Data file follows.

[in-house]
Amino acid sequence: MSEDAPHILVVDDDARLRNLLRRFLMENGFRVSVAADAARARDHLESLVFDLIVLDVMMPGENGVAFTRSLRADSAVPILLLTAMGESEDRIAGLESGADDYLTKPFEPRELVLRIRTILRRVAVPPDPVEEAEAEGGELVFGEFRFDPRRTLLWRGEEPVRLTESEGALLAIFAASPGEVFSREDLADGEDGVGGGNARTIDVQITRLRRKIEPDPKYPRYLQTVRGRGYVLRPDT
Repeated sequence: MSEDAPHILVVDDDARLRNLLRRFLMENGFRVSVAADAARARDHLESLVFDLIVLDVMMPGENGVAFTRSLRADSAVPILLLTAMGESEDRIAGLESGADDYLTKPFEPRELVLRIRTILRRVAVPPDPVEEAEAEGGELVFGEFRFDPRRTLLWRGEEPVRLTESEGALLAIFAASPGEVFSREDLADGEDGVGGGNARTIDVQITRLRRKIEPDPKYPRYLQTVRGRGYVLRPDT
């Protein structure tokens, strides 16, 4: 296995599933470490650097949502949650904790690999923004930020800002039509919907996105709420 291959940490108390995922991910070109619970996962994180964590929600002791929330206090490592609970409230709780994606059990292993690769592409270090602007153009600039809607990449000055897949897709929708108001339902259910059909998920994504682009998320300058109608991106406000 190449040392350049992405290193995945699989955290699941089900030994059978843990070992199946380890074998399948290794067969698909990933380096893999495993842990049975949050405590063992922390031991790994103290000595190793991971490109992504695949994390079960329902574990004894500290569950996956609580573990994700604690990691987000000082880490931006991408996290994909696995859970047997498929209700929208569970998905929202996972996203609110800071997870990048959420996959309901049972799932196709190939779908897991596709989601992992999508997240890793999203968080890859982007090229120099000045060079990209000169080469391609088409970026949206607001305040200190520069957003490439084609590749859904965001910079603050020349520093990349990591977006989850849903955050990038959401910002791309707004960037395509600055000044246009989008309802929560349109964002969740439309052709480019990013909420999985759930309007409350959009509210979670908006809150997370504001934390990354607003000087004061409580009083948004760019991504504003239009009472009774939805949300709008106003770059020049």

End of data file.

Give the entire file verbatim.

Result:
[in-house]
Amino acid sequence: MSEDAPHILVVDDDARLRNLLRRFLMENGFRVSVAADAARARDHLESLVFDLIVLDVMMPGENGVAFTRSLRADSAVPILLLTAMGESEDRIAGLESGADDYLTKPFEPRELVLRIRTILRRVAVPPDPVEEAEAEGGELVFGEFRFDPRRTLLWRGEEPVRLTESEGALLAIFAASPGEVFSREDLADGEDGVGGGNARTIDVQITRLRRKIEPDPKYPRYLQTVRGRGYVLRPDT
Repeated sequence: MSEDAPHILVVDDDARLRNLLRRFLMENGFRVSVAADAARARDHLESLVFDLIVLDVMMPGENGVAFTRSLRADSAVPILLLTAMGESEDRIAGLESGADDYLTKPFEPRELVLRIRTILRRVAVPPDPVEEAEAEGGELVFGEFRFDPRRTLLWRGEEPVRLTESEGALLAIFAASPGEVFSREDLADGEDGVGGGNARTIDVQITRLRRKIEPDPKYPRYLQTVRGRGYVLRPDT
């Protein structure tokens, strides 16, 4: 296995599933470490650097949502949650904790690999923004930020800002039509919907996105709420 291959940490108390995922991910070109619970996962994180964590929600002791929330206090490592609970409230709780994606059990292993690769592409270090602007153009600039809607990449000055897949897709929708108001339902259910059909998920994504682009998320300058109608991106406000 190449040392350049992405290193995945699989955290699941089900030994059978843990070992199946380890074998399948290794067969698909990933380096893999495993842990049975949050405590063992922390031991790994103290000595190793991971490109992504695949994390079960329902574990004894500290569950996956609580573990994700604690990691987000000082880490931006991408996290994909696995859970047997498929209700929208569970998905929202996972996203609110800071997870990048959420996959309901049972799932196709190939779908897991596709989601992992999508997240890793999203968080890859982007090229120099000045060079990209000169080469391609088409970026949206607001305040200190520069957003490439084609590749859904965001910079603050020349520093990349990591977006989850849903955050990038959401910002791309707004960037395509600055000044246009989008309802929560349109964002969740439309052709480019990013909420999985759930309007409350959009509210979670908006809150997370504001934390990354607003000087004061409580009083948004760019991504504003239009009472009774939805949300709008106003770059020049």